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Chapter VIII - Sherlock Holmes Investigates
In the wooded upper reaches of Stoke Newington, four miles from any other structure, sits the government office known as Gairstowe House. In all respects it appears to be an ordinary country estate, but for the two-storey row of offices jutting from its left wing. This oddly shaped building is surrounded by a tall wrought-iron fence, at the entrance of which stands a uniformed guard. On the morning following our episode at the Diogenes, the guard on duty was named Ian Turks. Upon our arrival at Gairstowe, I found myself making this young man's acquaintance while Holmes immediately threw himself down on all fours and began crawling about the grounds of the estate.
I have no doubt that Turks had never before seen a well turned-out, middle-aged gentleman behave in such a manner. Holmes sniffed about like a bloodhound, examining patches of grass with his convex lens and occasionally lying prostate for several moments, evidently absorbed in the deepest concentration. Though Turks, like the Palace Guards, was obviously trained to remain impassive in unusual situations, at length the young man was unable to contain his curiosity.
“Pardon me asking, mate,” said he, “but what is that fellow doing on the ground there?”
“Looking for footprints, no doubt,” I answered.
“Footprints! But all the footprints are inside! The bobbies found 'em.”
“He is aware of that, but he tends to carry his examinations a step or two beyond those of the official detectives.”
“Who is he then?”
“Mr. Sherlock Holmes.”
Turks gave a low whistle and stared again at my companion who had now rolled over on his back to survey the soles of his own shoes. “That's who he is? Cor! He's better looking in the drawings, isn't he!”*
Before I could formulate a reply, Holmes leapt to his feet and shouted across the grass to me. “Come along, Watson! There is nothing more to be learned here!”
Together we climbed the marble steps which led into the large entrance hall. There our cards were taken by a butler - rather too formally dressed for the early hour - who returned in a moment to conduct us into the presence of Lord O'Neill, the Secretary for European Affairs.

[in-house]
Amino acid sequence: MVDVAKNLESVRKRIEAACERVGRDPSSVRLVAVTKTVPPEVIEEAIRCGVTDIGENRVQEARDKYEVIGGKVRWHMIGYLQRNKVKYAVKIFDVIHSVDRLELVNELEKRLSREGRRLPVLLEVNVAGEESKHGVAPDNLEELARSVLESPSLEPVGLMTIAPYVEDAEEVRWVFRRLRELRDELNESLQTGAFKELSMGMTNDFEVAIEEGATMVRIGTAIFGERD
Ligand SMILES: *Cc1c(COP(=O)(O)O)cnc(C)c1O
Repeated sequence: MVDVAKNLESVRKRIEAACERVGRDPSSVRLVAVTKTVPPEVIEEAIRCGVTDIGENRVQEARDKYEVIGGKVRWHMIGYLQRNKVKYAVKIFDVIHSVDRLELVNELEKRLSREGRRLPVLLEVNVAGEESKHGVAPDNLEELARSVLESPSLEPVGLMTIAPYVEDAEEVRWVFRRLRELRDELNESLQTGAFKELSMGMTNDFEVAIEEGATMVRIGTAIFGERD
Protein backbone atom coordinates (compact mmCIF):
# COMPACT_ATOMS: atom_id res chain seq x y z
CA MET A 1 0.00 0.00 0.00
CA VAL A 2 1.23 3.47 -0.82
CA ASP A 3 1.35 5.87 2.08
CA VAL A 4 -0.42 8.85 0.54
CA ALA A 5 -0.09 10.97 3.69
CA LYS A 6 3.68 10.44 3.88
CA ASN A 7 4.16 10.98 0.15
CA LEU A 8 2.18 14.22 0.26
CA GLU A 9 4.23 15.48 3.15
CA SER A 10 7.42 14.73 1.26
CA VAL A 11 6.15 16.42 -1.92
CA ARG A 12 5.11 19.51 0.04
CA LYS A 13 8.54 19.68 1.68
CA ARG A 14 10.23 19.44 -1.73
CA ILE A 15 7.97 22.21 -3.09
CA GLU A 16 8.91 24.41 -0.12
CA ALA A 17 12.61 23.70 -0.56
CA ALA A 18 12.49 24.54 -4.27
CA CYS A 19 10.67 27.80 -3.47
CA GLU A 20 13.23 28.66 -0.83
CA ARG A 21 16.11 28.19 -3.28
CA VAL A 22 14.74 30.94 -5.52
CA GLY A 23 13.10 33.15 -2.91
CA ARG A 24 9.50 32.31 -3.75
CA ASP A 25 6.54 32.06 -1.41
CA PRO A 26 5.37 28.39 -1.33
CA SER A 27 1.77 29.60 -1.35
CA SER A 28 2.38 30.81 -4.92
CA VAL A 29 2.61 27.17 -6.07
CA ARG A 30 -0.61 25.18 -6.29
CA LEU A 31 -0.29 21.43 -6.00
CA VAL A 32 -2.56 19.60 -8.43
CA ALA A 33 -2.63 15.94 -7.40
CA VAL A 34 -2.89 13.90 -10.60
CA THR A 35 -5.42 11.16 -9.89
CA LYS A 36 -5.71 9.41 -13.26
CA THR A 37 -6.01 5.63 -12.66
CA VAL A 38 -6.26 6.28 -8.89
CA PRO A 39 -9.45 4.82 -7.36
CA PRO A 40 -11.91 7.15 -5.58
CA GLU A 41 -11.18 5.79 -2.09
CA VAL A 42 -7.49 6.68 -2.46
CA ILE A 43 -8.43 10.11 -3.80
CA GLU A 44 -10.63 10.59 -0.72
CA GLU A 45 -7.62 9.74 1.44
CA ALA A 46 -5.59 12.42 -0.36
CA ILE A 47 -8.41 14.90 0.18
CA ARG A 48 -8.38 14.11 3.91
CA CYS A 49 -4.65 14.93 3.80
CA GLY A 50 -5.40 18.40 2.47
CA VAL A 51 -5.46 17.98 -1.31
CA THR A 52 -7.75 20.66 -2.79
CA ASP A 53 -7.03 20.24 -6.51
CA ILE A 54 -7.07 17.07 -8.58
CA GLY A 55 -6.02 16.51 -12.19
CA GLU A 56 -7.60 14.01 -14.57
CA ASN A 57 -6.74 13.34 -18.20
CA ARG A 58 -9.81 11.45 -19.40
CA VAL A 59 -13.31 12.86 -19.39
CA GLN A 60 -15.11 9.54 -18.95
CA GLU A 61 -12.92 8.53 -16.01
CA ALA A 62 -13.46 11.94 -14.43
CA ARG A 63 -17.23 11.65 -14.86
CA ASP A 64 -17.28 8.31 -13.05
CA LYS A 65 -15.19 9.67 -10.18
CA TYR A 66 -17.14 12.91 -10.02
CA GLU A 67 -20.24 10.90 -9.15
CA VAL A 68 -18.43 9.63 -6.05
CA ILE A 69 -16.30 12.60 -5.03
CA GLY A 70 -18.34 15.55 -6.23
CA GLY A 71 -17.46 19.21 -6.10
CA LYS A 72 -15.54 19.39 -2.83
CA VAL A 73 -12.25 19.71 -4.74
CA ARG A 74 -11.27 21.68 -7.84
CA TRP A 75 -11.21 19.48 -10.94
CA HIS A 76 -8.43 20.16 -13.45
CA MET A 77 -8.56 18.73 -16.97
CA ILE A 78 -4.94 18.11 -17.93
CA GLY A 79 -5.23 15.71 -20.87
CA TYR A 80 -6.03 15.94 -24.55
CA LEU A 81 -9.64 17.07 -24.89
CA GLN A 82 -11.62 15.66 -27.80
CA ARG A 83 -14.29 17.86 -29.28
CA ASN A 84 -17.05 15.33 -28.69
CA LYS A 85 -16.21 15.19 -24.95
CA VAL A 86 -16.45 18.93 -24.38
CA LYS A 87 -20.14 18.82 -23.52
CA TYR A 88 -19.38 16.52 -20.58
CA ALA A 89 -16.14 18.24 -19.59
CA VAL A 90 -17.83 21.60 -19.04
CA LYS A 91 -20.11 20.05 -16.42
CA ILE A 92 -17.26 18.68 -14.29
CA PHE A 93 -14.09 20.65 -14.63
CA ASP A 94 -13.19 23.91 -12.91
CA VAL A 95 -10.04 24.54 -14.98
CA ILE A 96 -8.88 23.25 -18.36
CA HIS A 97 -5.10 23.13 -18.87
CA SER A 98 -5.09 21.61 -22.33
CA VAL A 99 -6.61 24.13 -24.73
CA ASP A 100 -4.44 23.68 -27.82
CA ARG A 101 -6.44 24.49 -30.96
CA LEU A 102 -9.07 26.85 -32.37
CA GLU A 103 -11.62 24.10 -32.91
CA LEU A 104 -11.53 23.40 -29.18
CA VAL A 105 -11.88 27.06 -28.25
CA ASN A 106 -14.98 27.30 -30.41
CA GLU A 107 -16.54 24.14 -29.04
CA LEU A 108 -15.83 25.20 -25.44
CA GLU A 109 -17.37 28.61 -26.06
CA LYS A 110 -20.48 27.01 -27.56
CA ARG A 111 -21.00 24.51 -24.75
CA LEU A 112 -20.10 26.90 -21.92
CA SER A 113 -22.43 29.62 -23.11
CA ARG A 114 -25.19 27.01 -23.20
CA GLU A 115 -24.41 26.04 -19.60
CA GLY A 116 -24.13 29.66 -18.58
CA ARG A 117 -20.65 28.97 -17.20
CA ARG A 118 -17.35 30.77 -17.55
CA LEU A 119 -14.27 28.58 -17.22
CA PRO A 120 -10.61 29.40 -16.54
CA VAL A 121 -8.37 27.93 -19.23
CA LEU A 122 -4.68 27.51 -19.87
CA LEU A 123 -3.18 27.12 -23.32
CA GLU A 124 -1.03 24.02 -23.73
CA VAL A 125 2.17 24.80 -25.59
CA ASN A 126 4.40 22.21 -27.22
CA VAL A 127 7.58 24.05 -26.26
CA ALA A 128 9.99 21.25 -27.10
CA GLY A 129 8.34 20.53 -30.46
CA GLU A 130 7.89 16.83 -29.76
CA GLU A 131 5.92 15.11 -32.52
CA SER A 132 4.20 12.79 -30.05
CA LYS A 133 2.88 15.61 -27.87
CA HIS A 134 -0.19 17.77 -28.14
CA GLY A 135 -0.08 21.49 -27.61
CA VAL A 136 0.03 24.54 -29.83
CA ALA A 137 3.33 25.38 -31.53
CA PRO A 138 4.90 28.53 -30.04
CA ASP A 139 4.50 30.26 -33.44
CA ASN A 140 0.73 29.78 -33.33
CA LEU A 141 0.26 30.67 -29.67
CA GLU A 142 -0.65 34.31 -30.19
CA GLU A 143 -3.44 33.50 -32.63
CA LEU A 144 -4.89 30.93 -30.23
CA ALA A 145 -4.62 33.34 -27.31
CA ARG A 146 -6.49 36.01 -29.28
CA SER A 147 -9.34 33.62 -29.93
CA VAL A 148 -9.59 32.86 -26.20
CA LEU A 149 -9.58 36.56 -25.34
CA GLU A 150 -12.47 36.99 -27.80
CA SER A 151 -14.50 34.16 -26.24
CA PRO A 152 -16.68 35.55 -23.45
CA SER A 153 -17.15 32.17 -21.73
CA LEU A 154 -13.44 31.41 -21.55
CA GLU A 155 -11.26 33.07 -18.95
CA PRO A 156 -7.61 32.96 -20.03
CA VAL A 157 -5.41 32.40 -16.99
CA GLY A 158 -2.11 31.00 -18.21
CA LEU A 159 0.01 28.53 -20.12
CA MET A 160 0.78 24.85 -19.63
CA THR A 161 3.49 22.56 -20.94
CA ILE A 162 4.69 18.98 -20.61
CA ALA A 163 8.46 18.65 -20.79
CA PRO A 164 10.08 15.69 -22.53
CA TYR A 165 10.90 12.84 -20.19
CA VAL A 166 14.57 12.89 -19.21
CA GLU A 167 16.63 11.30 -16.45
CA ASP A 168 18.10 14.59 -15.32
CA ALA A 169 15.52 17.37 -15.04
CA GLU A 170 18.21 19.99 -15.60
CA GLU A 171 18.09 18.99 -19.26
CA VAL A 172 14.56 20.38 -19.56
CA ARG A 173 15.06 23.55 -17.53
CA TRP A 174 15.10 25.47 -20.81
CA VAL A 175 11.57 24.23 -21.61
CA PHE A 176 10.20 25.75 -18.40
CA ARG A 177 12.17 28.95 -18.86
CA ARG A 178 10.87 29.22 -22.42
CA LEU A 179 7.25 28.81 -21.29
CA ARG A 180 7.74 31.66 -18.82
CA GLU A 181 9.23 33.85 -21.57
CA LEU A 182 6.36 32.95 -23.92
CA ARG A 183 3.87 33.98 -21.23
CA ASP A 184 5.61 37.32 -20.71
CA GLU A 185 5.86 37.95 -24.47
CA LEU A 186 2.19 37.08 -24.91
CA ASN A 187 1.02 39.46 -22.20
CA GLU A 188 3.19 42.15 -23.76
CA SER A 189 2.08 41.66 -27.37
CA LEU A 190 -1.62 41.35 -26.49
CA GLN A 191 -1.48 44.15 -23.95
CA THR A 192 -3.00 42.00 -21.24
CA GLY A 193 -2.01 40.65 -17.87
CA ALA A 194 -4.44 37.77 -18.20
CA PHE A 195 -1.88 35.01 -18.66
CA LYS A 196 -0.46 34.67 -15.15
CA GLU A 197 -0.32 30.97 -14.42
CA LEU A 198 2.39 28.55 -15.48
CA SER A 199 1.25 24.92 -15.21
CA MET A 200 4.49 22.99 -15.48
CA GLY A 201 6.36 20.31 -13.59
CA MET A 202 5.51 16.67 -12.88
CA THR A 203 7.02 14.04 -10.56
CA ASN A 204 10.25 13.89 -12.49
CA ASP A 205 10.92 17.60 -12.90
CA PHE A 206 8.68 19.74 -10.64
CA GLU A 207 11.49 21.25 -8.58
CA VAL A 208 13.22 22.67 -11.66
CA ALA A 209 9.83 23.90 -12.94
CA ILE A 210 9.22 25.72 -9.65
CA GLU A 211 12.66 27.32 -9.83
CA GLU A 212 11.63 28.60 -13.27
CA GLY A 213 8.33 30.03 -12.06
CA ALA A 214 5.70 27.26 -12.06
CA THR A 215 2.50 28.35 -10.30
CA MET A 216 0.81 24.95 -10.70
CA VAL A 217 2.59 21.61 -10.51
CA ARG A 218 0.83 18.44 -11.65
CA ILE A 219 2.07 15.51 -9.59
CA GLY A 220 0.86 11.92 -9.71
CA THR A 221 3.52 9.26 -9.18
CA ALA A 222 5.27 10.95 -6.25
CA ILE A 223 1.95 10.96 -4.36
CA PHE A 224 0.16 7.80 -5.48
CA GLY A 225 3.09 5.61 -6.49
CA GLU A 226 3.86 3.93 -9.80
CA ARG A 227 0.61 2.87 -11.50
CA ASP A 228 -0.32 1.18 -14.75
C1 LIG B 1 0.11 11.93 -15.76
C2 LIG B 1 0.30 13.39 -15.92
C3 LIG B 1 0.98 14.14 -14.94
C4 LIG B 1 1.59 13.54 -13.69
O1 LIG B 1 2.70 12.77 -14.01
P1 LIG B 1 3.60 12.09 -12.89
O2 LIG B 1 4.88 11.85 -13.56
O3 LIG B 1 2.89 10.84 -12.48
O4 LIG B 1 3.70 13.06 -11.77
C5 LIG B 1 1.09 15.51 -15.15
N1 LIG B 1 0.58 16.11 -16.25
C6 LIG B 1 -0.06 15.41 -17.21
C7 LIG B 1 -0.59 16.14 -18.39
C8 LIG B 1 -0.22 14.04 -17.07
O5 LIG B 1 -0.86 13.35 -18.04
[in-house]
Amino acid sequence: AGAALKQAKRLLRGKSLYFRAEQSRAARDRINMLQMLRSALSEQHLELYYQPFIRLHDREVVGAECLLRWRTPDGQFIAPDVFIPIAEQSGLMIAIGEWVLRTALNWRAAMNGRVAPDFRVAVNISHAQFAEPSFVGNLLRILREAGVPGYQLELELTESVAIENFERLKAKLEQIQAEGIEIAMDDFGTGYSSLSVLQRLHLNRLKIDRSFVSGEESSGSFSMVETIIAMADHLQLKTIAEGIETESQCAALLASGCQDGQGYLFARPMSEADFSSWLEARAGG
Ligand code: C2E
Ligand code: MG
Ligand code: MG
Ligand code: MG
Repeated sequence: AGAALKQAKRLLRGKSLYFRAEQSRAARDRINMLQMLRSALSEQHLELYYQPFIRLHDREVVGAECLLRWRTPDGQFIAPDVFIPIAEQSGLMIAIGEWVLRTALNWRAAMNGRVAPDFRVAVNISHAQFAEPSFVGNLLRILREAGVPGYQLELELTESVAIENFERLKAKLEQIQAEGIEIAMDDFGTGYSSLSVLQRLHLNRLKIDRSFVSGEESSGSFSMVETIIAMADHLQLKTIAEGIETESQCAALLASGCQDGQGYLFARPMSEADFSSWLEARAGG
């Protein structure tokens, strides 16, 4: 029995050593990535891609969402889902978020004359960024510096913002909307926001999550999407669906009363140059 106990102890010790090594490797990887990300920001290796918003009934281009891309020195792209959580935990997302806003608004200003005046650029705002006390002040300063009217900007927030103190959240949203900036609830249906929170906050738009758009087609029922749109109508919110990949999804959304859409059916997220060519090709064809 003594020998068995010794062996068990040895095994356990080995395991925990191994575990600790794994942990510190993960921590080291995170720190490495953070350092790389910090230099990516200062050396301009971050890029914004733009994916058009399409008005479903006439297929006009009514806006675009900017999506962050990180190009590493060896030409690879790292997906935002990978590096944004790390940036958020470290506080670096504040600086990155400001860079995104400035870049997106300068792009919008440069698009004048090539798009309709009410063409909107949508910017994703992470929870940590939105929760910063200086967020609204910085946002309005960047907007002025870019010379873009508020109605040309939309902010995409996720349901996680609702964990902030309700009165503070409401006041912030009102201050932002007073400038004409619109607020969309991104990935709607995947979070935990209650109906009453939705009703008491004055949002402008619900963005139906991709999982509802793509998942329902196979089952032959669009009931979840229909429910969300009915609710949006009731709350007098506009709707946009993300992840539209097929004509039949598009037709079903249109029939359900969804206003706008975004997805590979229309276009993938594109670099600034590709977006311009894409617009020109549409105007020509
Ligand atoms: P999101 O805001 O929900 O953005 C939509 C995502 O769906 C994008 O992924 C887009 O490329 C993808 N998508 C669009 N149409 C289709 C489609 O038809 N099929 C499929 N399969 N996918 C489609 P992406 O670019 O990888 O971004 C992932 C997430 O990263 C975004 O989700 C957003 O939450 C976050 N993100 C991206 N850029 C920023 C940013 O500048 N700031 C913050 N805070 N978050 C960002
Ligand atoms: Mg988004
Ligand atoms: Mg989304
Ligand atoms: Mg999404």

We were shown through a narrow corridor hung with oriental tapestries and into a large study lined with oak bookcases. Behind a scrivener's desk sat the man whom I took to be Lord O'Neill, and across from him sat a very large gentleman of stiff bearing, whom I did not recognise.
“Sherlock Holmes!” cried Lord O'Neill, rising so hastily that he swept a small stack of papers onto the floor. “I was delighted to receive your wire this morning! I wanted to send for you myself, but your brother, Mycroft, he, well-” He trailed off nervously. “And you must be Dr. Watson! You are welcome here, sir. Ah! Forgive me! I have been remiss! Allow me to present the honourable Herr Nichlaus Osey of Germany.”
The German rose and bowed formally in our direction. “I am pleased to meet the famous crime specialist,” he said in well-praised English, “though I did not expect that you would look quite this way”, he added, looking askance at Holmes's dishevelled, grass-stained clothing.
“Mr. Holmes's methods are a bit unorthodox,” Lord O'Neill said quickly, “but his results speak for themselves I assure you, I assure you. I was telling Herr Osey of your invaluable assistance during that ugly business back in 1900.”
“Ah, yes,” said Holmes carelessly, “a simple case, but not without some features of interest. I have recorded it in my notes as 'The Adventure of the Discursive Italian'.”
“Holmes,” I asked, though I saw that Lord O'Neill was anxious to proceed, “do you mean to say that you keep your own records of your cases?”
“Don't look hurt, old fellow! At the time you had deserted me for Mrs. Watson. I could not allow your lapse to disrupt the flow of crime history.”
“Fascinating,” I said. “ May I-?”
“Gentlemen, please!” Lord O'Neill cried. “The affair before us is a most pressing one! We must attend to it. Shall I ring for tea? Yes, we must have tea.” He darted to the bell-rope and pulled it urgently.
“Tea!” exclaimed Herr Osey. “At such a time! And all of this talk about records and discursive Italians. It is a wonder you British ever accomplish anything!”
Herr Osey, please,” said Lord O'Neill anxiously. “I'm sure-”
“Who is this remarkable woman with whom the prince has been so indiscreet?”
Many times in my years with Holmes have I seen him produce a startling revelation from the mist of seemingly unexceptional circumstances, but never has one of the abrupt observations had such tremendous impact. It was as if the two diplomats had been struck by lightning.